Toolstation, a UK multi-channel retailer of tools and building materials realised they needed their customers to alter their shopping behaviour by leaning more towards their online store. 


While customers used the website to check stock availability, delivery options and refer to saves items list, they would more often reach out for the catalogue. The main issue was the lacking online based experience and the main shift of getting consumers to experience the website than relying on the catalogue. 

Overall, the brand needed to convince and encourage customers to the website to experience its benefits and change their shopping behaviour.


A four-page mail with personalised QR codes was created to create relevant and fast communication amongst the audience. Elaborate designs were used to turn QR codes into visually appealing guides. The bonus of being able to apply them to stickers in high-concentration areas wherever customers needed Toolstation most created relevance. As consumers carried the catalogue to the stores, they were given portable stickers/ QR codes. 

The sticker could be attached to the places they needed the brand most: their toolbox, workbench or dashboard. Each sticker became a link to the relevant pages online – for example, the heavy duty ‘ELECTRICAL’ sticker on an electrician’s toolbox led them to the electrical pages on the website. It was also possibly to tear off the full sticker panel and create a miniature Toolstation containing the key departments. This was a fun way of keeping the customers attention peaked and encourage interaction. All of these were mailed with the headline ‘Turn anything into your Toolstation’. The booklet which carried these QR codes were personalised to have the name of the customer.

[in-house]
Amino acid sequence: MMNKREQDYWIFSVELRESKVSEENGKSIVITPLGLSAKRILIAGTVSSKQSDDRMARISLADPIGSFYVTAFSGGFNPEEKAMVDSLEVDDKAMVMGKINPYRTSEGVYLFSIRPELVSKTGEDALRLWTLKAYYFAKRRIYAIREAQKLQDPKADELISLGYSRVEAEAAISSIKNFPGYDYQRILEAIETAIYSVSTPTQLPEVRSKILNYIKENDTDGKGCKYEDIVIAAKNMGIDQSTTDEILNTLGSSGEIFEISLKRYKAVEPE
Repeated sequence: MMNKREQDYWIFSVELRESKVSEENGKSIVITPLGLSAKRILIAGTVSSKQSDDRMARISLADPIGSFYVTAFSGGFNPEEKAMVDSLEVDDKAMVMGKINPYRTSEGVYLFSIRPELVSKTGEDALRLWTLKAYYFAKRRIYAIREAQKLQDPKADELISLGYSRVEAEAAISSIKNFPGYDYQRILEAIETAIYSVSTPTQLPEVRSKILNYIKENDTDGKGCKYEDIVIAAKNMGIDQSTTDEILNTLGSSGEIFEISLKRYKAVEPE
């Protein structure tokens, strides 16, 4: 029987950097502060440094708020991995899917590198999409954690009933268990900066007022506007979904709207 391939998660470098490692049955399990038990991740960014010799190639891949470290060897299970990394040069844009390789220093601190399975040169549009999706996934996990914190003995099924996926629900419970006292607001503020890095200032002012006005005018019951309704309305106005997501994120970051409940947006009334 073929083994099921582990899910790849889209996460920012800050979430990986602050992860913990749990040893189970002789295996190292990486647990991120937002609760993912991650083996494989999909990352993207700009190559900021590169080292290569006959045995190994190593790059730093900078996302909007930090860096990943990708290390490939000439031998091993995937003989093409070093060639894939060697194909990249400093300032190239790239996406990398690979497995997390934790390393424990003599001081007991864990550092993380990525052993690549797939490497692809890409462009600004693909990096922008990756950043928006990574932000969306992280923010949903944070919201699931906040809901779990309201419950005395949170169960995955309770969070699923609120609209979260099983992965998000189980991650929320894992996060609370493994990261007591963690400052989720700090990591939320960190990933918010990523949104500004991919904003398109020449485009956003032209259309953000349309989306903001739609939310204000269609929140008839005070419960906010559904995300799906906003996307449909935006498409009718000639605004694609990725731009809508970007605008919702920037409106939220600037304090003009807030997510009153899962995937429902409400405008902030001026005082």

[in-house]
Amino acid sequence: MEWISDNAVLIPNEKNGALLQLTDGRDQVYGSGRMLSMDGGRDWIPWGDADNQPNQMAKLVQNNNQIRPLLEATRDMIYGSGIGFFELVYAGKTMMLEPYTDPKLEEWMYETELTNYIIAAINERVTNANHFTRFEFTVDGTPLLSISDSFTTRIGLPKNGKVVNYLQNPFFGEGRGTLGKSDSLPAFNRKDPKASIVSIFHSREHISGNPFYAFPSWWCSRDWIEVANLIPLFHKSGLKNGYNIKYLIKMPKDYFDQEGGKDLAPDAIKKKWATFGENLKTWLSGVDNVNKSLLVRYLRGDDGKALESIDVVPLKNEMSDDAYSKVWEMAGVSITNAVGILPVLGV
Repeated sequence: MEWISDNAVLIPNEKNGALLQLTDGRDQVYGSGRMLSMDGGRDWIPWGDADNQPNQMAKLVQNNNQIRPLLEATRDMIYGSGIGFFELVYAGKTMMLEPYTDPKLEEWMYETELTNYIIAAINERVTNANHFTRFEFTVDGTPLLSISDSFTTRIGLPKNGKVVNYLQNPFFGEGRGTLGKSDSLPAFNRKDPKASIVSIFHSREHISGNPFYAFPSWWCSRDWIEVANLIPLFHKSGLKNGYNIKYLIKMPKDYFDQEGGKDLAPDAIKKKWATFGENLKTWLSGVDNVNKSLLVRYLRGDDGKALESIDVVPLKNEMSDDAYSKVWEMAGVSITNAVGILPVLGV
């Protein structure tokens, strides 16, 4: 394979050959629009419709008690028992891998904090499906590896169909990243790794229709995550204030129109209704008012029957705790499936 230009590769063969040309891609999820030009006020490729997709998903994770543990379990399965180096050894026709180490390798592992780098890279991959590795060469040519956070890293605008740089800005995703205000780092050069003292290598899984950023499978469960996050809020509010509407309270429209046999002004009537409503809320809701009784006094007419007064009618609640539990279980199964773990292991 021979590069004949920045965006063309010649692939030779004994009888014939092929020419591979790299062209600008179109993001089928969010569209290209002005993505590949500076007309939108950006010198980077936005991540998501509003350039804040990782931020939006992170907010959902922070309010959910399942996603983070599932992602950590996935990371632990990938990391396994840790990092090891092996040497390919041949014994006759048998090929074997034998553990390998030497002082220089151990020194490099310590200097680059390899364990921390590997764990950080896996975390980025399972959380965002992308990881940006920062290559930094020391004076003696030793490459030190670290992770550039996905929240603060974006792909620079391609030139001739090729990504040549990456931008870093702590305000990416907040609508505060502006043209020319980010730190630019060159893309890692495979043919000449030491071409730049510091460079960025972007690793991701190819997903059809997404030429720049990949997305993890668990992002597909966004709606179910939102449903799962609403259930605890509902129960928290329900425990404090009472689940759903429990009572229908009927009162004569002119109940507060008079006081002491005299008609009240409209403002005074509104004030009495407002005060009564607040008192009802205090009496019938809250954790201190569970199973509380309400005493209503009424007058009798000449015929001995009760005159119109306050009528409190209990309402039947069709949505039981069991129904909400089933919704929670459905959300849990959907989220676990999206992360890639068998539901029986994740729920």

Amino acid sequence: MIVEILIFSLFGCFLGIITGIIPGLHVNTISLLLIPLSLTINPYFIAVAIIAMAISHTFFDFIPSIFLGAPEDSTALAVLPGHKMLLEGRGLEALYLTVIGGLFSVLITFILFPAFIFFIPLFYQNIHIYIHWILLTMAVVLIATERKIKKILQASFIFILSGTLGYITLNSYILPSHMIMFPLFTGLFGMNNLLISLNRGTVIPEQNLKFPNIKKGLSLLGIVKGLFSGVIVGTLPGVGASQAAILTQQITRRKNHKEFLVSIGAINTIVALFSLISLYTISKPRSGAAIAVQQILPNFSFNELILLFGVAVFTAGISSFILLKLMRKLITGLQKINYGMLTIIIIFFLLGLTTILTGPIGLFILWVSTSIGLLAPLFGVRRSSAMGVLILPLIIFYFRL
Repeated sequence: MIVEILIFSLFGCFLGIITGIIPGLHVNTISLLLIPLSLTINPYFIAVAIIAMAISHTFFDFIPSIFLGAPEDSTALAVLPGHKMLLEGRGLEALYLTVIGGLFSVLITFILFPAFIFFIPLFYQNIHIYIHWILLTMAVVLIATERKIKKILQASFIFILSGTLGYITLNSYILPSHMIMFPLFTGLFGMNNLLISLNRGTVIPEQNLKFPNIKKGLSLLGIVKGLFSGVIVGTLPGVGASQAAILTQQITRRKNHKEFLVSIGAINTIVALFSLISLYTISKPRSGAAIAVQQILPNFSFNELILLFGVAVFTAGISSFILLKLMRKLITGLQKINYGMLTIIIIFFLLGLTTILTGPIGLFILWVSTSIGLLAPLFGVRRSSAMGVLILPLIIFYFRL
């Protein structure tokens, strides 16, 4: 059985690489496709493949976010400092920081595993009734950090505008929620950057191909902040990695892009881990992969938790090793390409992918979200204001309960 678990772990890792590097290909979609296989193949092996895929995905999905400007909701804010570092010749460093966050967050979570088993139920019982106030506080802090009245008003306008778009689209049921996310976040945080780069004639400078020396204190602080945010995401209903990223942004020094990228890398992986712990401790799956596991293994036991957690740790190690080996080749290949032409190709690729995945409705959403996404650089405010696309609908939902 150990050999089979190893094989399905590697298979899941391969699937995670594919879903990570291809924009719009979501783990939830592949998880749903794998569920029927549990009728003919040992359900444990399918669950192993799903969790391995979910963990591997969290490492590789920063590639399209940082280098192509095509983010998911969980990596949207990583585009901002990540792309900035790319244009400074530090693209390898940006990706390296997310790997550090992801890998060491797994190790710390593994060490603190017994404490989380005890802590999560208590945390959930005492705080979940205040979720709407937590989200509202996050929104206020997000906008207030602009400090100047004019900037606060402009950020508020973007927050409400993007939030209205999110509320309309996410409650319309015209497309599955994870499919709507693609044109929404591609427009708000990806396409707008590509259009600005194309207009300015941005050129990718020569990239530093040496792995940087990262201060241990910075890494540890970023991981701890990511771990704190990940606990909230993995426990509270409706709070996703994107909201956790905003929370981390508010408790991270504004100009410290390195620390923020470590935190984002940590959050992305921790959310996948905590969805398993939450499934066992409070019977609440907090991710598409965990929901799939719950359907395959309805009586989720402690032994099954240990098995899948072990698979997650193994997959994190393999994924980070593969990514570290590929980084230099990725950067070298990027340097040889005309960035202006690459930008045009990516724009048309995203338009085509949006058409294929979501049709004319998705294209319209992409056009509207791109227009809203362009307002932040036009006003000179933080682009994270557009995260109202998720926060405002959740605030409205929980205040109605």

By analysing data around shopping behaviour 143,000 packs were hyper-personalise for customers. Most customers were directed to the main six stores they purchased in. 


Targets increased by 300% and was well liked by all customers. Website traffic rose by 10% and customers soon began to go online and not rely on catalogues.  They shopped 9% more frequently, and average order values went up by 5%, it also resulted in an increased revenue of 14% per customer.

The mailpack was much economical than the catalogues and all this resulted in annualised saving just short of £1m, a loss-making communication turned into a profitable one with an ROI (Return on Investment) of 3:1.

Source: Royal Mail